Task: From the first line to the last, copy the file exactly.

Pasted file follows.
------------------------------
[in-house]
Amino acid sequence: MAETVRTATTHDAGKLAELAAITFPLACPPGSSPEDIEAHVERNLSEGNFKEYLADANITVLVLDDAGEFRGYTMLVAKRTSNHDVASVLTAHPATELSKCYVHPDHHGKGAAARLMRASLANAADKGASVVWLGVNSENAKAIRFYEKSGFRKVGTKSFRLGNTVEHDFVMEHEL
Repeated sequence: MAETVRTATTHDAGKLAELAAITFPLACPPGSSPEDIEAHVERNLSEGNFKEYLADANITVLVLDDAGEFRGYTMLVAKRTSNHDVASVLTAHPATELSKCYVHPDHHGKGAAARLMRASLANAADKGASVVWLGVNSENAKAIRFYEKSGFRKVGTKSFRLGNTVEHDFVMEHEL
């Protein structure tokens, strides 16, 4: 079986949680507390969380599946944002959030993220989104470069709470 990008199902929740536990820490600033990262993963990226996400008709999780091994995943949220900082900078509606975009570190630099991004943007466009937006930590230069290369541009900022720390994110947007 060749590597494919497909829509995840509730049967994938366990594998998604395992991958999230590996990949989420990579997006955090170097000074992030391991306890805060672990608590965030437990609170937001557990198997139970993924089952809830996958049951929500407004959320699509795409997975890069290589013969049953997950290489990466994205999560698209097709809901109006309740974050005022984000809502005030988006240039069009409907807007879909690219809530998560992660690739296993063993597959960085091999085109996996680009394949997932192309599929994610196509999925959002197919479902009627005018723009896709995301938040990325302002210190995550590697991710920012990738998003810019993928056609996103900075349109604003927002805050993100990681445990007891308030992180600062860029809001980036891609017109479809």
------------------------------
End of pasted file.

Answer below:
[in-house]
Amino acid sequence: MAETVRTATTHDAGKLAELAAITFPLACPPGSSPEDIEAHVERNLSEGNFKEYLADANITVLVLDDAGEFRGYTMLVAKRTSNHDVASVLTAHPATELSKCYVHPDHHGKGAAARLMRASLANAADKGASVVWLGVNSENAKAIRFYEKSGFRKVGTKSFRLGNTVEHDFVMEHEL
Repeated sequence: MAETVRTATTHDAGKLAELAAITFPLACPPGSSPEDIEAHVERNLSEGNFKEYLADANITVLVLDDAGEFRGYTMLVAKRTSNHDVASVLTAHPATELSKCYVHPDHHGKGAAARLMRASLANAADKGASVVWLGVNSENAKAIRFYEKSGFRKVGTKSFRLGNTVEHDFVMEHEL
């Protein structure tokens, strides 16, 4: 079986949680507390969380599946944002959030993220989104470069709470 990008199902929740536990820490600033990262993963990226996400008709999780091994995943949220900082900078509606975009570190630099991004943007466009937006930590230069290369541009900022720390994110947007 060749590597494919497909829509995840509730049967994938366990594998998604395992991958999230590996990949989420990579997006955090170097000074992030391991306890805060672990608590965030437990609170937001557990198997139970993924089952809830996958049951929500407004959320699509795409997975890069290589013969049953997950290489990466994205999560698209097709809901109006309740974050005022984000809502005030988006240039069009409907807007879909690219809530998560992660690739296993063993597959960085091999085109996996680009394949997932192309599929994610196509999925959002197919479902009627005018723009896709995301938040990325302002210190995550590697991710920012990738998003810019993928056609996103900075349109604003927002805050993100990681445990007891308030992180600062860029809001980036891609017109479809």